I decided to rebuild my WD/C in the colors of the 51 DIV, as this is in my opinion the most likely "first owner". The Frenchman who used the bike after the war has done a lot of bodges, to keep the bike running. This made the rebuild that I had to do quite a challenge. But based on some original factory photographs, I have managed to get all the details correct, it now looks exactly as it left the factory in February 1940.

WDC.jpeg

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Hi Jan

Thanks for posting the History side of things. I know you thoroughly went over C68153 after you picked it up, Ron has the list you prepared. 

I hope to have yours and mine sat besides each other in Dunkirk in a few years time. 

Good idea about opening the exhaust out, that would certainly be a good way of repairing it and getting it re-plated. 

All the best

Ben

 

 

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Thanks Jan. I was just about to say all that^_^

Christmas will get in the way now, but I'm gradually compiling a list of engine bits and cross referencing the numbers with CO numbers. I've had to do this several times with other WD Enfield models and fortunately for us they all used quite a lot of the same parts. I'll have to wait until I get the cylinder bore measured before know what is required regarding rings or piston. Again it will have to wait now as I expect my engineer will want the whole day off .......What a way to pick a man's pocket..............Bah Humbug!  >:(  Ron

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5 hours ago, Ron said:

Thanks Jan. I was just about to say all that^_^

Christmas will get in the way now, but I'm gradually compiling a list of engine bits and cross referencing the numbers with CO numbers. I've had to do this several times with other WD Enfield models and fortunately for us they all used quite a lot of the same parts. I'll have to wait until I get the cylinder bore measured before know what is required regarding rings or piston. Again it will have to wait now as I expect my engineer will want the whole day off .......What a way to pick a man's pocket..............Bah Humbug!  >:(  Ron

Just  drink your whiskey and stop being so ginger !!  :wave:

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Today I decided to check out the steering head races. Some degreasing of parts and cleaning up the races reveals that 3 of the 4 are almost unblemished with the the lower frame head race showing signs of distress, so I'll replace that one and a set of new balls......"You can not be serious man" .....There is more evidence of KG3 paint and the nickel plate on the flip top oilers is still near perfect:thumbsup:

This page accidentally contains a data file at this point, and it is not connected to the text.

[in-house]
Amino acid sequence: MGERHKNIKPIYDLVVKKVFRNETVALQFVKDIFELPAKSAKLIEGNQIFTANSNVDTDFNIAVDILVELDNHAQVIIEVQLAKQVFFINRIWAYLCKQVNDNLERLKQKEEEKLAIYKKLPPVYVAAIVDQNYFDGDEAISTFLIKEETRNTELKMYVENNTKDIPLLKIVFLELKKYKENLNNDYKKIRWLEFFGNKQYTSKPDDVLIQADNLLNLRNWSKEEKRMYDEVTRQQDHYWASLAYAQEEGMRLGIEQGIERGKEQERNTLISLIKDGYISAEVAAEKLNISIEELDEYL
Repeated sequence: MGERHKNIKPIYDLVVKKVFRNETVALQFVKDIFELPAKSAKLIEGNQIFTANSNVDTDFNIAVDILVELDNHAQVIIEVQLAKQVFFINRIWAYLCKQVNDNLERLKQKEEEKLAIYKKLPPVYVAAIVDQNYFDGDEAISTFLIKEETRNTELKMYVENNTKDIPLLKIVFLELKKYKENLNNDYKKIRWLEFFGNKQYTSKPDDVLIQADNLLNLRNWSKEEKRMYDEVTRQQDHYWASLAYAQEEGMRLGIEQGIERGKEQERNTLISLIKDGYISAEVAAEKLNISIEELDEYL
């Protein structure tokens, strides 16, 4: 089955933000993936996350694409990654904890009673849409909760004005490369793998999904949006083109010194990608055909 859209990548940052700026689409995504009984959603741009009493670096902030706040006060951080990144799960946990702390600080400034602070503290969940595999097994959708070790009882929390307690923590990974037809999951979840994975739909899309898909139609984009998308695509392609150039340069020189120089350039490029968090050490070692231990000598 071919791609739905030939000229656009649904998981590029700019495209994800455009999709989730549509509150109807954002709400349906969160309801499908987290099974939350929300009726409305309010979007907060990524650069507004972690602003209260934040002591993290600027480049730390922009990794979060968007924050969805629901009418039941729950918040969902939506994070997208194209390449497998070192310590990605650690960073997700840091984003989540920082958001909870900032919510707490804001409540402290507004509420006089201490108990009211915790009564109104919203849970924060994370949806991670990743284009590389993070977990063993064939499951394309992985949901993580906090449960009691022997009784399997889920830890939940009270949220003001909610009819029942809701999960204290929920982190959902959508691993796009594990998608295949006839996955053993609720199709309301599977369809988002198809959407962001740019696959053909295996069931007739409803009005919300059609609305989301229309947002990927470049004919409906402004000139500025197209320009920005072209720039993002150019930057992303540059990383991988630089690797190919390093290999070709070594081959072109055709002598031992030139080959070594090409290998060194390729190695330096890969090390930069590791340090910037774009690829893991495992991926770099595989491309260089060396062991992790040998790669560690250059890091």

Andy I took your advice:$  Ron    

Ben 057.jpg

Edited by Ron

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I see you are still using the same pain killer Ron, but perhaps a larger measure, keep up the great work but try and have a few hours off. Ian C.

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I promise you, it's not neat Ian. I don't want you thinking I'm under the anfluence  of ilcohol.O.o Ron

 

 

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Yes they're very nice little feature Rik, I don't think I've ever seen them on fork parts before, I've got them on a few Hubs. These ones were well protected by grease and the rubber doughnut buffers (which were rock hard and broke up when I tried to remove them) 

The oilers were made by 'Abingdon Works Ltd'  (King Dick tools?)  ............2/6 a Dozen! Must get some!

 

Ron

Edited by Ron

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On the Norton WD16H, there is only one, on the front brake cam spindle. The civilian models didn't have it and it is listed in the factory records as  a WD 'Flip-Flap Oiler'. In view of the Mansell family Abingdon / Shelley Norton connection it is inevitable that they used an Abingdon oiler too.

Fr brake cam oiler.JPG

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Ben's wheel hubs have flip flaps also and several of my Enfield's have them on their hubs too. Since you mentioned your 16H front brake arm Rik the one on my B4 has a ball type oiler. Ron  

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My engineer measured the cylinder bore yesterday to reveal that it's on plus 20 with minimal wear. He gave it a light hone to bust the glaze and I've ordered some new rings along with small end bush and other parts from Hitchcock's. However the piston  is 'Gamma' and stamped 70.5  which is something  I'm not familiar with so  I'm hoping the standard RE rings will be the right size.  I'll pull the valves out soon and get the head and barrel ready for grit blasting by Steve at Phoenix as I don't have the compressor power for such blasting in my own cabinet.  Ron 

Ben 059.jpg